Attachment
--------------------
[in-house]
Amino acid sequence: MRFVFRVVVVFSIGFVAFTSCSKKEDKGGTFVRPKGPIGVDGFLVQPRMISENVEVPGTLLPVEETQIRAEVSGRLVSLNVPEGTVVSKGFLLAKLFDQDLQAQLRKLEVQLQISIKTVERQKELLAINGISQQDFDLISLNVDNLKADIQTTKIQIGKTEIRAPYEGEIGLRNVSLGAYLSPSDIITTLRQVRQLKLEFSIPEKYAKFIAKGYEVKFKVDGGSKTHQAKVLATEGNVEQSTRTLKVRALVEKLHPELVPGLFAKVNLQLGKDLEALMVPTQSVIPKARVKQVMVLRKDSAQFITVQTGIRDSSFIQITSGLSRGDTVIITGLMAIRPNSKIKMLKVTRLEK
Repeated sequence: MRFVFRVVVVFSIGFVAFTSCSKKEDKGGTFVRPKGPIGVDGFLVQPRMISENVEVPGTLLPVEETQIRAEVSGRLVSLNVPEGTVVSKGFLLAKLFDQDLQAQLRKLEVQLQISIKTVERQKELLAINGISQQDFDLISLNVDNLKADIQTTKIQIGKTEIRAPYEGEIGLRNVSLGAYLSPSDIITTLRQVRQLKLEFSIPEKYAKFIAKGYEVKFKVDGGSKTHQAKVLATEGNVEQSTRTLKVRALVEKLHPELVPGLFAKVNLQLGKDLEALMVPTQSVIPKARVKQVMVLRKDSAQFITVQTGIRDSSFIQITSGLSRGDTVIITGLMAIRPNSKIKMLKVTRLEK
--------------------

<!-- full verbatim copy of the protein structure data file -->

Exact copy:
[in-house]
Amino acid sequence: MRFVFRVVVVFSIGFVAFTSCSKKEDKGGTFVRPKGPIGVDGFLVQPRMISENVEVPGTLLPVEETQIRAEVSGRLVSLNVPEGTVVSKGFLLAKLFDQDLQAQLRKLEVQLQISIKTVERQKELLAINGISQQDFDLISLNVDNLKADIQTTKIQIGKTEIRAPYEGEIGLRNVSLGAYLSPSDIITTLRQVRQLKLEFSIPEKYAKFIAKGYEVKFKVDGGSKTHQAKVLATEGNVEQSTRTLKVRALVEKLHPELVPGLFAKVNLQLGKDLEALMVPTQSVIPKARVKQVMVLRKDSAQFITVQTGIRDSSFIQITSGLSRGDTVIITGLMAIRPNSKIKMLKVTRLEK
Repeated sequence: MRFVFRVVVVFSIGFVAFTSCSKKEDKGGTFVRPKGPIGVDGFLVQPRMISENVEVPGTLLPVEETQIRAEVSGRLVSLNVPEGTVVSKGFLLAKLFDQDLQAQLRKLEVQLQISIKTVERQKELLAINGISQQDFDLISLNVDNLKADIQTTKIQIGKTEIRAPYEGEIGLRNVSLGAYLSPSDIITTLRQVRQLKLEFSIPEKYAKFIAKGYEVKFKVDGGSKTHQAKVLATEGNVEQSTRTLKVRALVEKLHPELVPGLFAKVNLQLGKDLEALMVPTQSVIPKARVKQVMVLRKDSAQFITVQTGIRDSSFIQITSGLSRGDTVIITGLMAIRPNSKIKMLKVTRLEK